And while Uber continues to operate in the largest EU countries, it does so under threat of legal action and impairment to its business.
In Germany, courts have restricted Uber’s services severely in several cities, with only Berlin and Munich offering a pared-down version of the ride-booking app that allows passengers to book only licensed taxis.
In France, tough legislation enacted under former President François Hollande will take effect in January that stops drivers who have a minivan chauffeur license from operating as Uber drivers. Some 10,000 Uber drivers are likely to be pushed off the road, with little chance of ever getting a for-hire license.
In Britain, Uber is appealing a decision by Transport for London to ban it from the roads of the British capital, after it found that the firm showed a “lack of corporate responsibility in relation to a number of issues.” The company can still operate in London while it awaits its day in court.
A separate British ruling also recently forced the ride-booking company to treat all drivers as full-time employees, not self-employed workers, meaning drivers must be guaranteed a minimum wage and paid vacation leave.
Gig no more
Organized labor’s greatest challenge to Uber, however, stems from a taxi association in Barcelona, which filed a case against the company in 2014 for presumed unfair competition, a case that eventually led to Wednesday’s court ruling.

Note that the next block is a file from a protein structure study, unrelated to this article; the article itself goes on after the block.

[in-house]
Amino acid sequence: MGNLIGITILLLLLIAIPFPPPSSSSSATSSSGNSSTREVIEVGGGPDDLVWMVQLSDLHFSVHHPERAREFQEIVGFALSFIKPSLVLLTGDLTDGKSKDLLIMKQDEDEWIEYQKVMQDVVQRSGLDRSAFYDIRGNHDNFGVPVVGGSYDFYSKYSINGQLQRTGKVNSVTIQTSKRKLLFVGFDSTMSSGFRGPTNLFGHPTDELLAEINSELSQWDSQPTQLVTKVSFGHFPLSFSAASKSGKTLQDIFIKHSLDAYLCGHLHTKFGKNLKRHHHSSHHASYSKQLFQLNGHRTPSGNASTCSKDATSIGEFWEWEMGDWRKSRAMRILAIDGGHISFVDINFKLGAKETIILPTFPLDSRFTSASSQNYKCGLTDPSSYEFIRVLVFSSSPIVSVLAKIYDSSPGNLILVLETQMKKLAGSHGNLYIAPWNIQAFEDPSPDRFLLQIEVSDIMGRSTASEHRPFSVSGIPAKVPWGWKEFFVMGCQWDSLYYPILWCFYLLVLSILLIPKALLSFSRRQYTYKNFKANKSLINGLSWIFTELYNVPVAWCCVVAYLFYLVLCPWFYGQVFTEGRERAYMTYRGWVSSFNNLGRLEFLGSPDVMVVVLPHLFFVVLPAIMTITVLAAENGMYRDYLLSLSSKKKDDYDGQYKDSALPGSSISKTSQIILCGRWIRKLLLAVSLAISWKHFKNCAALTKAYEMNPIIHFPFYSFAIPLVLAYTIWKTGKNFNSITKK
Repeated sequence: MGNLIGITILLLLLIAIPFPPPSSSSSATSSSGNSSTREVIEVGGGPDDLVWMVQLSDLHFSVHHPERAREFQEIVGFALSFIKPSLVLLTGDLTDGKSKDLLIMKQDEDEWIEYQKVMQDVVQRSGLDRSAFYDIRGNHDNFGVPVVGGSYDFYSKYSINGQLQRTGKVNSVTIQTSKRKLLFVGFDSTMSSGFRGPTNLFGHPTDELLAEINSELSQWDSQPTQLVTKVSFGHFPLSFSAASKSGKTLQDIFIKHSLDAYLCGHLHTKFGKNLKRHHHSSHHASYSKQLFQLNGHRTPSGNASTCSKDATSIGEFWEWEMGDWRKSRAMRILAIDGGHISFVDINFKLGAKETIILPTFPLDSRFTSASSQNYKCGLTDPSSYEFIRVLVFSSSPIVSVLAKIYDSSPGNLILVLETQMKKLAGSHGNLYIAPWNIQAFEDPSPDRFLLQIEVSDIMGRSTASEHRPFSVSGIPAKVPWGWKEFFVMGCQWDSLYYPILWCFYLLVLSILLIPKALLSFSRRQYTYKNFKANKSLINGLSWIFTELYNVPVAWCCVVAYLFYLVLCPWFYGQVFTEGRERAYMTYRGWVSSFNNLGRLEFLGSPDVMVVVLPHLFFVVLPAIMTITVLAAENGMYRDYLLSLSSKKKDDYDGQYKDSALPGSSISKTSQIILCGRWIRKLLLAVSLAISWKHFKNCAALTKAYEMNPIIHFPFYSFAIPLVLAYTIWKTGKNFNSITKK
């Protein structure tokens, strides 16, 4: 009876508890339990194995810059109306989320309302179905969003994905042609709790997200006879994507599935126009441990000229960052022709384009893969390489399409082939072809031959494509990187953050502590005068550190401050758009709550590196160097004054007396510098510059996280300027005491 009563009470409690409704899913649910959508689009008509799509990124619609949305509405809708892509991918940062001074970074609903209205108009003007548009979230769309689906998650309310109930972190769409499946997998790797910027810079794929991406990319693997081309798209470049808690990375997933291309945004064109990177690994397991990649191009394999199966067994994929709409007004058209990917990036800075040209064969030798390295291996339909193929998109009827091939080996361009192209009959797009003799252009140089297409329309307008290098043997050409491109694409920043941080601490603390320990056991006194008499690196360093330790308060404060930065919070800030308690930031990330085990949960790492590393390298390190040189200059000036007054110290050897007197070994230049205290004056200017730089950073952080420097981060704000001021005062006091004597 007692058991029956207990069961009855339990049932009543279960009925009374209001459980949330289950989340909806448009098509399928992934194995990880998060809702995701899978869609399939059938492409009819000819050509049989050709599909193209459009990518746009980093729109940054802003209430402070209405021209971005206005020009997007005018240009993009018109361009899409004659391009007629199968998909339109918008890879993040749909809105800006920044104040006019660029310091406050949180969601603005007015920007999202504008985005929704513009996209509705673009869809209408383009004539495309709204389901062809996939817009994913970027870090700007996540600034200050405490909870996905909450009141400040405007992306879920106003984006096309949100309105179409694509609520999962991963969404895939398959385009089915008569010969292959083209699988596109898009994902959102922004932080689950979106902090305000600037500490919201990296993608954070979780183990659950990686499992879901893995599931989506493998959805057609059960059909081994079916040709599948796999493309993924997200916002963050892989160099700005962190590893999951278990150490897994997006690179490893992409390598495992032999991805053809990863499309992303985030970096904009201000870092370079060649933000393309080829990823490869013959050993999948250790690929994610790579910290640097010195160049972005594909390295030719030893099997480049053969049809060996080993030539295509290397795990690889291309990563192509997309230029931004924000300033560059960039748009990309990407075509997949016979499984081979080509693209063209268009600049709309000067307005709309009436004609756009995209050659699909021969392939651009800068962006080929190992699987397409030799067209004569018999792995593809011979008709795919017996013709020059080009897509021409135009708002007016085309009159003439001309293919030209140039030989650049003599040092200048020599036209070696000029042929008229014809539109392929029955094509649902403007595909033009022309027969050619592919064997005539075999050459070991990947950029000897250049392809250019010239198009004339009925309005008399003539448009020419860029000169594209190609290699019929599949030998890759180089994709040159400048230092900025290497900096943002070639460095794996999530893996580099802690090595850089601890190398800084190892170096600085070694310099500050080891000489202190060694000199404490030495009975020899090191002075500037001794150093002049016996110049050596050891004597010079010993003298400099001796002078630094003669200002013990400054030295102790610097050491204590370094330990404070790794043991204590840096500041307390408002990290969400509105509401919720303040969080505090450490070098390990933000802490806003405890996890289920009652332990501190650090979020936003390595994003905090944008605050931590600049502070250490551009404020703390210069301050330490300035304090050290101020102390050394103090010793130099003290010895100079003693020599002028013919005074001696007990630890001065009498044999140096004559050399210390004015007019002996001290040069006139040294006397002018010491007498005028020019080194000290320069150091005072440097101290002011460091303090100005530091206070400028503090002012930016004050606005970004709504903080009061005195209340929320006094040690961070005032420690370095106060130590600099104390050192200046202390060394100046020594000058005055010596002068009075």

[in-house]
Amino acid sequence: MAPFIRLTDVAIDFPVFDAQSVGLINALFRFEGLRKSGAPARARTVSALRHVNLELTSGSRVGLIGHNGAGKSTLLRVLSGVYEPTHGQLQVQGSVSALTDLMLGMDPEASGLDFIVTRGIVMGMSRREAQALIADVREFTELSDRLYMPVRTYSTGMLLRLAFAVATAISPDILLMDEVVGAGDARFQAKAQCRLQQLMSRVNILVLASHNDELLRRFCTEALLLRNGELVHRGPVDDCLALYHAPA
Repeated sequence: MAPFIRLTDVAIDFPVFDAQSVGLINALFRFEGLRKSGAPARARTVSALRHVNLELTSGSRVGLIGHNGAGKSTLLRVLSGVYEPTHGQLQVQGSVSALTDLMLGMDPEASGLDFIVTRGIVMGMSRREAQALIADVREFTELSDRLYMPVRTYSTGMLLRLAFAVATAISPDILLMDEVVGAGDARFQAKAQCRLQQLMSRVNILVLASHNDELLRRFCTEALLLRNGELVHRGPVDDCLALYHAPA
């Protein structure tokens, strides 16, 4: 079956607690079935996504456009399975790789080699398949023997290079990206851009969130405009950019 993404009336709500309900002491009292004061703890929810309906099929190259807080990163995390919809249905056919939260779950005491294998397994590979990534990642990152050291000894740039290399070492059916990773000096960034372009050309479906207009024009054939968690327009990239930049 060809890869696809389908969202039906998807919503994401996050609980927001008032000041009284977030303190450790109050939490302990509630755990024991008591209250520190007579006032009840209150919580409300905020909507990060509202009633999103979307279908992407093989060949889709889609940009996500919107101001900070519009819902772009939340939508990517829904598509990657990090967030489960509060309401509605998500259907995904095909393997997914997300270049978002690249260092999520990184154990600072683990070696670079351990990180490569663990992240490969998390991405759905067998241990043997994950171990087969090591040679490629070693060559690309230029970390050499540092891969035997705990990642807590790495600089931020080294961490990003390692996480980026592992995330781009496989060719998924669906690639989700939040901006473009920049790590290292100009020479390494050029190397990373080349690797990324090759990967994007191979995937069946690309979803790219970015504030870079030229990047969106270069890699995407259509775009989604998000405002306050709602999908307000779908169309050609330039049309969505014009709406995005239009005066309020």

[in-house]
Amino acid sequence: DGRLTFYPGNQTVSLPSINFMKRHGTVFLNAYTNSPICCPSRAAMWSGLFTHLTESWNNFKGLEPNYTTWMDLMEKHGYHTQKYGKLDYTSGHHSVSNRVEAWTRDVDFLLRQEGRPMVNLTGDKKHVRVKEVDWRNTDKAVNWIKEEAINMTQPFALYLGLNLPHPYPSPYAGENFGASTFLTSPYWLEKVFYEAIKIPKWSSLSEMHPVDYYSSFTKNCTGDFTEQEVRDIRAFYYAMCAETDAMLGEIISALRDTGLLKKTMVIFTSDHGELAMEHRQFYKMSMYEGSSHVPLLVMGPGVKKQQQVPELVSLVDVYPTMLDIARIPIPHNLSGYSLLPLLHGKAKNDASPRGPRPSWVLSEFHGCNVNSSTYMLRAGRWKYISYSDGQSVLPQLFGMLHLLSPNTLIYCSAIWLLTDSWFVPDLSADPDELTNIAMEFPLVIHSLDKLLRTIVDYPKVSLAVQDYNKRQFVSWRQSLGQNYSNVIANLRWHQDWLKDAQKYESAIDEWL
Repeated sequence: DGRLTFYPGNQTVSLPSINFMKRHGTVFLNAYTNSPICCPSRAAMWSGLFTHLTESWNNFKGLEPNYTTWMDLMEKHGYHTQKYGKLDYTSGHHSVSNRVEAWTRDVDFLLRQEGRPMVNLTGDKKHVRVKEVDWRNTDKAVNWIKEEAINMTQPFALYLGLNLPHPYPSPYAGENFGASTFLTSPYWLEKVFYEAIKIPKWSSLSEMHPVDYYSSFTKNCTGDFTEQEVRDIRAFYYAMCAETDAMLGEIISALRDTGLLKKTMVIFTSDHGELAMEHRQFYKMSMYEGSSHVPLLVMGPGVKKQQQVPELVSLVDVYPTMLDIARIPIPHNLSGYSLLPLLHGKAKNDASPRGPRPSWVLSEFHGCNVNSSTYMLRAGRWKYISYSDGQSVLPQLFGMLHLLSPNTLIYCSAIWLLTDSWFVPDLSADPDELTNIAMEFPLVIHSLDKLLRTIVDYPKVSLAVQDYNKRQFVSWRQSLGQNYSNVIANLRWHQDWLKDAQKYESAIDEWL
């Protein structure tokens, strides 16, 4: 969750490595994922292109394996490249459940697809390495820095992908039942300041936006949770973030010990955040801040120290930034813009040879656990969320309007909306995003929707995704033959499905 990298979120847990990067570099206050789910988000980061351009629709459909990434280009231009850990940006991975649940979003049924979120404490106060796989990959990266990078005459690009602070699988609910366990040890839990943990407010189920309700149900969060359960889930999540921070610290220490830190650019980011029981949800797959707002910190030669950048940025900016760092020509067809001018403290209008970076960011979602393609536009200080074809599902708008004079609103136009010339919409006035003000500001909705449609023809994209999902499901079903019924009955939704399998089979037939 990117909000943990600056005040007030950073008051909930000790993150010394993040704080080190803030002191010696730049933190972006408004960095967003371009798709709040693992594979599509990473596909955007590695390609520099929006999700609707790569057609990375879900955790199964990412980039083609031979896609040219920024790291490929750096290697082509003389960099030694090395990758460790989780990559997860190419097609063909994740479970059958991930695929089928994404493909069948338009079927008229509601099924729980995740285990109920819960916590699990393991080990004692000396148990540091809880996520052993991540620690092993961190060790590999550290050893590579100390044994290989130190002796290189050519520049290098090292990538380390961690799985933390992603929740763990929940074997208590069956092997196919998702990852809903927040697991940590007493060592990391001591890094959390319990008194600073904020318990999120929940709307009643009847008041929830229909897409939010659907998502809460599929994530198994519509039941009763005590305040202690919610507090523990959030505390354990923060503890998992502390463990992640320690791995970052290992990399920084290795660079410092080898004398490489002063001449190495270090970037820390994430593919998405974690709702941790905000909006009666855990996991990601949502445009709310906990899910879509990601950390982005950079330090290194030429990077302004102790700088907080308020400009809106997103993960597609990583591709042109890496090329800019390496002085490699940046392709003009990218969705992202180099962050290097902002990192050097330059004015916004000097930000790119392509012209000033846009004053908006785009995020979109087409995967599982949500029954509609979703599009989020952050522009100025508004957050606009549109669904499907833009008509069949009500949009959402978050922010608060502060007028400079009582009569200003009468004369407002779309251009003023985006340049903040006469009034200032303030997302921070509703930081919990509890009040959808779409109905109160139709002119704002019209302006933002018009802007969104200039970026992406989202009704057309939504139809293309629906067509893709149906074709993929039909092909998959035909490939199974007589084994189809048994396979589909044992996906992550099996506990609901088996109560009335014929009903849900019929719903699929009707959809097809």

Now, with the court decision in hand, Uber’s opponents say the firm will have to take greater responsibility for its operations in Europe, a task that is becoming increasingly important as the so-called gig economy expands from Ireland to Greece.
“This is a vindication of our continued assertion that Uber is much more than an online platform,” said Ruwan Subasinghe, a legal officer for the International Trade Union federation of transport workers.
“They have always said they are just a conduit between the driver and the passenger. If they are not, that changes their raison d’être,” he added.
Subasinghe said the “gig economy” accounted for only a tiny share of Europe’s actual employment base, and that share would likely shrink because of the court’s decision Wednesday.
“Today’s ruling isn’t a disaster. But it does mean companies like Uber won’t be protected against rules that could prove to be discriminatory” — Damien Geradin, partner at Euclid Law
It remains to be seen if Uber’s business model will suffer as a result of the ruling and the European Commission’s decision on platforms. The company said in a statement that it already complied with most of the region’s transport laws, so its operations would not be affected.
According to a former Uber employee who asked not to be named due to a confidentiality agreement, the firm can adapt because many of its drivers could continue to work for the firm as contractors, with a license tailored to city and country laws.
However, the ex-Uber worker agreed that conditions were getting much tougher, as national courts were increasingly forcing Uber to requalify drivers as full-time employees.
The ECJ’s ruling gave additional credence to such decisions, posing a real threat to Uber’s future growth plans.
“Today’s ruling isn’t a disaster,” said Damien Geradin, a partner at Euclid Law in Brussels. “But it does mean companies like Uber won’t be protected against rules that could prove to be discriminatory.”
Mark Scott contributed reporting.